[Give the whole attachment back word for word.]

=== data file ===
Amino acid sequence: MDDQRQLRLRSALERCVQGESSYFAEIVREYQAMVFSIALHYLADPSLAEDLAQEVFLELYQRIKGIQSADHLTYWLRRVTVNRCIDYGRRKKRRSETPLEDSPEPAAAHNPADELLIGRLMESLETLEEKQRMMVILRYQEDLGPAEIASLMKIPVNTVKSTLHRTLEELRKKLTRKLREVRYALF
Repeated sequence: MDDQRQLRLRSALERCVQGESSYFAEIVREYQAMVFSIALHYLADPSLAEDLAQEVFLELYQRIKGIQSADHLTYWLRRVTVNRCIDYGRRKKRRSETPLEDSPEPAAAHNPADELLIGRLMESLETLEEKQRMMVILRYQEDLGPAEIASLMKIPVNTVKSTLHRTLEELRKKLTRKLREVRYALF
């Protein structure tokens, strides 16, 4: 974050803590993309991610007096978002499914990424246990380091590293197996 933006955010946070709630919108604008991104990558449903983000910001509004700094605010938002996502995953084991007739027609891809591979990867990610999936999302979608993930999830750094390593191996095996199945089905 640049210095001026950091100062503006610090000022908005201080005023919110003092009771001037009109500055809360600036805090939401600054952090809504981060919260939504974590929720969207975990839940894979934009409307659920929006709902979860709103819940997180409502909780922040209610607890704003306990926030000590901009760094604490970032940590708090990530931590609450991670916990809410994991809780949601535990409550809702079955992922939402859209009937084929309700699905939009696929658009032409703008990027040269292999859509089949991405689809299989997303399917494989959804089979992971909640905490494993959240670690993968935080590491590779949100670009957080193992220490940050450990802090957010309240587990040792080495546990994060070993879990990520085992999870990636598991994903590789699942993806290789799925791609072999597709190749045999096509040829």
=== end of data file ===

Amino acid sequence: MDDQRQLRLRSALERCVQGESSYFAEIVREYQAMVFSIALHYLADPSLAEDLAQEVFLELYQRIKGIQSADHLTYWLRRVTVNRCIDYGRRKKRRSETPLEDSPEPAAAHNPADELLIGRLMESLETLEEKQRMMVILRYQEDLGPAEIASLMKIPVNTVKSTLHRTLEELRKKLTRKLREVRYALF
Repeated sequence: MDDQRQLRLRSALERCVQGESSYFAEIVREYQAMVFSIALHYLADPSLAEDLAQEVFLELYQRIKGIQSADHLTYWLRRVTVNRCIDYGRRKKRRSETPLEDSPEPAAAHNPADELLIGRLMESLETLEEKQRMMVILRYQEDLGPAEIASLMKIPVNTVKSTLHRTLEELRKKLTRKLREVRYALF
């Protein structure tokens, strides 16, 4: 974050803590993309991610007096978002499914990424246990380091590293197996 933006955010946070709630919108604008991104990558449903983000910001509004700094605010938002996502995953084991007739027609891809591979990867990610999936999302979608993930999830750094390593191996095996199945089905 640049210095001026950091100062503006610090000022908005201080005023919110003092009771001037009109500055809360600036805090939401600054952090809504981060919260939504974590929720969207975990839940894979934009409307659920929006709902979860709103819940997180409502909780922040209610607890704003306990926030000590901009760094604490970032940590708090990530931590609450991670916990809410994991809780949601535990409550809702079955992922939402859209009937084929309700699905939009696929658009032409703008990027040269292999859509089949991405689809299989997303399917494989959804089979992971909640905490494993959240670690993968935080590491590779949100670009957080193992220490940050450990802090957010309240587990040792080495546990994060070993879990990520085992999870990636598991994903590789699942993806290789799925791609072999597709190749045999096509040829």